Surely being a teacher has never required a greater skill-set? We’re not just knowledgeable about our subjects, but we’re motivators, evaluators and occasional counselors. We need to teach resilience and grit alongside quadratic equations. That’s why having a good pastoral care provision in place is, in my opinion, a necessary requirement of any school. Student wellbeing should be high on any school’s agenda, as happy students lead to increased learning opportunities and improved performance.
When it comes to health and safety, it’s particularly important for schools to be as prepared as possible. Drew Griffiths gives a concise rundown of what kind of training teachers should seek.
All workers need to be aware of the safety risks associated with their jobs, but for some people this is especially important. For example, as well as protecting themselves from any dangers, teachers have to look after the pupils who are in their care. Protecting students is a big responsibility, and it’s not one that can be taken lightly.
With 30th November marking Computer Security Day, it’s important for schools to know how to fully secure themselves against cyber-threats. Alan Mackenzie, a veteran e-safety consultant, talks us through the top 10 points school staff need to consider when it comes to staying e-safe.
Security has been a hot topic this last couple of weeks, with the most reported story being that of the website hosting live webcam streams of hundreds of devices whose account details had been hacked. The word ‘hacked’ is misleading in this respect, as it suggests a certain amount of effort by the perpetrators, however one could assume that many (all?) of those devices had been left at their default settings, including username and password.
When supporting a pupil who comes for help, it's important to follow the school’s anti-bullying protocols. A pupil may be anxious, upset and cautious of repercussions so will need reassurance. If a pupil tells you they are being bullied, avoid drawing attention to it and talk to them discretely out of earshot of other pupils. If that isn't immediately possible arrange, to meet them to discuss privately later.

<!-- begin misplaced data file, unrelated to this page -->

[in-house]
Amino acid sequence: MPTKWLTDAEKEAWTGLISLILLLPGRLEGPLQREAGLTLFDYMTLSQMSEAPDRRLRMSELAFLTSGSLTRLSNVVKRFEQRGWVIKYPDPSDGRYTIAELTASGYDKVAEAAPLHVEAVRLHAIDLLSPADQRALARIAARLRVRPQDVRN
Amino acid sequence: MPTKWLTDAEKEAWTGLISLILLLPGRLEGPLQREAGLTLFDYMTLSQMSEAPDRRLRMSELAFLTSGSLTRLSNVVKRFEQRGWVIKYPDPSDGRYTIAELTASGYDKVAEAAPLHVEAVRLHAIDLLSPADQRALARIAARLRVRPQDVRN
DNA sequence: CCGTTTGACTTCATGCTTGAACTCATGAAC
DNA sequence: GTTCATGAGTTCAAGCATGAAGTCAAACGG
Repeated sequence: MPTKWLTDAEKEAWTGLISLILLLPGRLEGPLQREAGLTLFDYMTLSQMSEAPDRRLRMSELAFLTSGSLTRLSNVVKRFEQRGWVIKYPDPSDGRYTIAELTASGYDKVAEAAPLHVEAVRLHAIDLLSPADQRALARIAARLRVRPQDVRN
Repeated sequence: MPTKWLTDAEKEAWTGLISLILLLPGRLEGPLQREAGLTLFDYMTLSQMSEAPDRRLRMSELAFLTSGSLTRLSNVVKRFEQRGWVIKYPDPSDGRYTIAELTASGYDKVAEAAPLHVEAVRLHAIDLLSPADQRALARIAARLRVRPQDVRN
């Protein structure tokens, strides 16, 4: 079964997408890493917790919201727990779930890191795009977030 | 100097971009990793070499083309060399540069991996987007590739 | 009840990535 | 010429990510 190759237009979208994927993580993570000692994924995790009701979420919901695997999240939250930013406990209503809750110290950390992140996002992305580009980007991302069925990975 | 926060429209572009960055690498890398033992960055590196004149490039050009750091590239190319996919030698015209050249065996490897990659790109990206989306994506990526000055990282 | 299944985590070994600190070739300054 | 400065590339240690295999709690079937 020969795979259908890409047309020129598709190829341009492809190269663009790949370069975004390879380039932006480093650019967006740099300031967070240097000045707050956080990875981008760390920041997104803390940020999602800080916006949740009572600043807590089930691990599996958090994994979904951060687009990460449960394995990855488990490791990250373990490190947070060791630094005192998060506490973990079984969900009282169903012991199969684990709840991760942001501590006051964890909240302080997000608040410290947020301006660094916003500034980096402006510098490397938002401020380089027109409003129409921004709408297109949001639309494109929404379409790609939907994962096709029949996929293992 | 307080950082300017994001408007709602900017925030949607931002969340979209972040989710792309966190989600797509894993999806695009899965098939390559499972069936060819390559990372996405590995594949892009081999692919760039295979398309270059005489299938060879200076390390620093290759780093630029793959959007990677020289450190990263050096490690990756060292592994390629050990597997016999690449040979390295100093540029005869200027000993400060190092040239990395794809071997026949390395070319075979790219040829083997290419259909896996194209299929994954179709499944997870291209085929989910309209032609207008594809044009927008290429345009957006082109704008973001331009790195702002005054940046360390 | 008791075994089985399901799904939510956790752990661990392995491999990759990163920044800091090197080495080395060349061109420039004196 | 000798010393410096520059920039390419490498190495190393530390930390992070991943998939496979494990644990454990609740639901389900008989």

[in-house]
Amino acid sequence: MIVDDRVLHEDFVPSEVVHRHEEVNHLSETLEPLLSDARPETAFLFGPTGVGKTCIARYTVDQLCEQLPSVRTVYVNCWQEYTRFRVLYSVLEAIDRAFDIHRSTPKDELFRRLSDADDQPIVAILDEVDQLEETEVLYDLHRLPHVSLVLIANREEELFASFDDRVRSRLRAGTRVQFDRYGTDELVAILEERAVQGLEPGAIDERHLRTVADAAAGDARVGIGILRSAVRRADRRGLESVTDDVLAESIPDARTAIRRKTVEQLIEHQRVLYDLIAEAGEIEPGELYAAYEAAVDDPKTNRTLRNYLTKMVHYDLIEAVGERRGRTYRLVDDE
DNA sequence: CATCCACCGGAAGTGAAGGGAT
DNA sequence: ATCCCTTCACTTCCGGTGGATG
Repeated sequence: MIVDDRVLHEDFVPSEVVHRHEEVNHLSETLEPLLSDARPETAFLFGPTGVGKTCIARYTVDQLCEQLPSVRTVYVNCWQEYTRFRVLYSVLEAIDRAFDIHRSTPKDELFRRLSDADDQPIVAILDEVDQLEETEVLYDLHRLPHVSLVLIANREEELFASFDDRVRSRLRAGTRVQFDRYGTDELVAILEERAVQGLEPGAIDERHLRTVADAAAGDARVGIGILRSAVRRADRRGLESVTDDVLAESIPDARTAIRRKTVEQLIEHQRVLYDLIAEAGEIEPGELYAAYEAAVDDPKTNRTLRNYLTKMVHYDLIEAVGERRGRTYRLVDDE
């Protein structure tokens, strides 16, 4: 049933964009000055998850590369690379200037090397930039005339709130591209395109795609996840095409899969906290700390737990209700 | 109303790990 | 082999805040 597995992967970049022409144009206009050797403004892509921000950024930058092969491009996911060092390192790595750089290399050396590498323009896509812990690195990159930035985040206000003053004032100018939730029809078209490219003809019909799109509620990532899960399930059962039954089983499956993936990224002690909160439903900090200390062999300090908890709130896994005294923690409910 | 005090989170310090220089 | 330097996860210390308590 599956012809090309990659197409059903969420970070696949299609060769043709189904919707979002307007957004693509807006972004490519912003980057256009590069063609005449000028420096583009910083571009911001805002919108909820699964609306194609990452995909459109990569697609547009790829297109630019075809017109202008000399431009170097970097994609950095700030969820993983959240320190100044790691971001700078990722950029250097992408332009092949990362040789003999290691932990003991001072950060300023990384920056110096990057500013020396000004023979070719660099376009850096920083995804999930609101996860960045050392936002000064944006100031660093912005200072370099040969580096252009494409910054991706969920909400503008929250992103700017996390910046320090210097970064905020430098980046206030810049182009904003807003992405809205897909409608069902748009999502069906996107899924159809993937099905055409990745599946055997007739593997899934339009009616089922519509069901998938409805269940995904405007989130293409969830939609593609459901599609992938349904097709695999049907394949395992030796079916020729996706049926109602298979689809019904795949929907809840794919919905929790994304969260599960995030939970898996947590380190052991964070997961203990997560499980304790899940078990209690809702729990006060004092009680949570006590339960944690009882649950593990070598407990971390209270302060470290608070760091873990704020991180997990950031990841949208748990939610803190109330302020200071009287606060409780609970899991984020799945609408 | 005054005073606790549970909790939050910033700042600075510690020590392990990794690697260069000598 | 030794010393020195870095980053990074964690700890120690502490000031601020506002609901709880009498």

Helping pupils develop their minds is what teachers do, but how can they go about making sure that young learners are safe, both in school and at home? Christian McMullen, head of the NSPCC’s safeguarding in education service, tells us exactly what teachers need to look out for, and what actions they can take.
Teachers and others working in schools are uniquely well-placed to spot a child at risk of abuse and neglect, and can take action to change the course of that child’s life for the better. Many different factors will impact on how effectively they do this, ranging from their knowledge of the signs that a child is at risk, to their relationships with their pupils, as well as the culture the school promotes around safeguarding.
Since around the year 2000, teaching has often been cited as one of the most stressful professions to be in. In 2010 the NUT recorded an enormous 81.2% of teachers admitting they experienced some kind of stress, anxiety or depression at work.
How can a school safely and simply go about creating a solid e-safety policy? Expert Alan Mackenzie, the man behind Esafety Adviser, explains how to have a policy that is strong, clear and not overly-complicated.
Nobody enjoys writing, reviewing or reading policies, but it is a necessary evil. The e-Safety Policy is important in school for a number of reasons, including:
A child’s safety at the end of a school day is paramount and is sure to be at the top of every school’s agenda; however, what should be a relatively routine process can often be poorly executed. Failure to adequately protect school children during the challenging end-of-day transition period will concern any parent, and could be deemed unnecessary considering the straightforward solutions available should the school be willing to take the necessary steps.
I believe that all schools should consider four key areas when it comes to guaranteeing the safety of their pupils at the school bell.